RIYADH, Saudi Arabia (AP) — Saudi officials arrested an al-Qaida figure suspected of masterminding the Riyadh bombings, a newspaper reported Wednesday, and the U.S. ambassador warned that militant cells are likely still plotting attacks in the kingdom.
Interior Minister Prince Nayef announced new arrests, saying the hunt had intensified for those involved in the May 12 suicide bombings in the Saudi capital, which killed 34 people, including eight Americans.
Saudi newspapers said that among those arrested were five people in the eastern city of Medina — including Ali Abd al-Rahman al-Faqasi al-Ghamdi, who U.S. officials say is one of al-Qaida's top figures in Saudi Arabia.
Al-Ghamdi, captured along with two others at an Internet cafe, is suspected of plotting the Riyadh blasts, the daily Al-Watan reported. Al-Watan, like most Saudi papers, is privately owned but government guided.
Nayef declined to give details in his announcement, saying only that "a number of people were arrested some days ago and (Tuesday) in Medina," the state-run Saudi Press Agency said.
Saudi officials have detained about 100 people since the Riyadh car bombings, which targeted three residential compounds housing many Westerners. Still, U.S. officials worry about more attacks.
"There is no indication that this was one-time … attack," U.S. Ambassador Robert Jordan said, adding that al-Qaida remained "a very real and persistent threat here in the kingdom."
"There are very likely others out there planning parallel activities, perhaps not even in direct communication with each other, and so our concern … goes far beyond the ability of one or two who may have escaped the attack of May 12 to carry out something else."
Nine Saudi attackers were among the 34 people killed in the Riyadh bombings, but others escaped.
"You have a number who have fought in Afghanistan who are hardened terrorists," Jordan told reporters at the U.S. Embassy, "you have some others who are sometimes brought into these organizations and these cells, and then you have a broader group of people who have varying degrees of sympathy for what al-Qaida has done."
Saudi Arabia says it will seek the extradition of any Saudis who may be among al-Qaida members held in Iran and could have had a role in the bombings.
Jordan said the United States was not involved in any Saudi extradition effort. Washington has accused Iran of harboring al-Qaida suspects linked to the Riyadh bombings, charges Iran denies.
Saudi Arabia extradited to neighboring Yemen four Yemeni al-Qaida suspects wanted in attacks on the USS Cole and a French oil tanker, a Yemeni security official said Wednesday.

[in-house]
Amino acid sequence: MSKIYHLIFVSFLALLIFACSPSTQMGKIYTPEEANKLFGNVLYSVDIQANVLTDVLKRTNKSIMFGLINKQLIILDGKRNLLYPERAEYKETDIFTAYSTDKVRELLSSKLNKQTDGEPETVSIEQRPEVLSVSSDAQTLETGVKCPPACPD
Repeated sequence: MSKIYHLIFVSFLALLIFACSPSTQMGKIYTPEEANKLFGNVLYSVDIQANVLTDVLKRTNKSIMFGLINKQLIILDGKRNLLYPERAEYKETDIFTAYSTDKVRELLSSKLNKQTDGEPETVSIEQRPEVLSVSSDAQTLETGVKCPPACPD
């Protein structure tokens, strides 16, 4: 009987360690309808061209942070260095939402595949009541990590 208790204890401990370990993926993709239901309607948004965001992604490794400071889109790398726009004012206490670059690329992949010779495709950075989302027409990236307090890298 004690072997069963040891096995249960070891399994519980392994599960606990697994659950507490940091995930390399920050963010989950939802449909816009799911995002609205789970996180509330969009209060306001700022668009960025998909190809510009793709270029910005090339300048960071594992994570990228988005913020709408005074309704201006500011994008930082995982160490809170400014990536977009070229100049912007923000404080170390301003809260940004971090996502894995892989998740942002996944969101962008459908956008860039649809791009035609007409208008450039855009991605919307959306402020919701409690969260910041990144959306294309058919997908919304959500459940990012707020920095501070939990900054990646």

The four did not appear to have been among the 10 men accused of being key planners of the Cole bombing who escaped from a jail last month in Aden, Yemen.
Al-Ghamdi, the militant reportedly captured in the latest arrests, was among 19 men wanted in connection with a weapons cache found May 6 near the site of the Riyadh bombings. The 19 were believed to be receiving orders directly from al-Qaida chief Osama bin Laden and may have been planning to attack Saudi royal family members and U.S. and British interests.
Just before his capture, al-Ghamdi met two companions at the Medina Internet cafe, and they performed their noon prayers, Al-Watan quoted witnesses as saying. Police surrounded the cafe and arrested the three as they left, the witnesses said.
Al-Ghamdi's father told Al-Watan that the 29-year-old had traveled several times to Afghanistan, al-Qaida's main base until being uprooted by the U.S.-led war after the Sept. 11 attacks. Al-Ghamdi studied economics and business at Saudi Arabia's King Abdul Aziz University but dropped out before earning a degree, the paper reported.
Jordan said an FBI team is likely to finish gathering evidence from the Riyadh attacks by the end of this week and then return home. A smaller team of six or seven U.S. analysts and experts will arrive shortly, he said.
Jordan said this time the FBI has interviewed witnesses, but he had no information on whether it had been allowed to interview suspects. He called cooperation "superb."
After a 1996 truck bombing that killed 19 U.S. military personnel stationed in Saudi Arabia, U.S. officials complained about the Saudis blocking access to evidence, witnesses and suspects.
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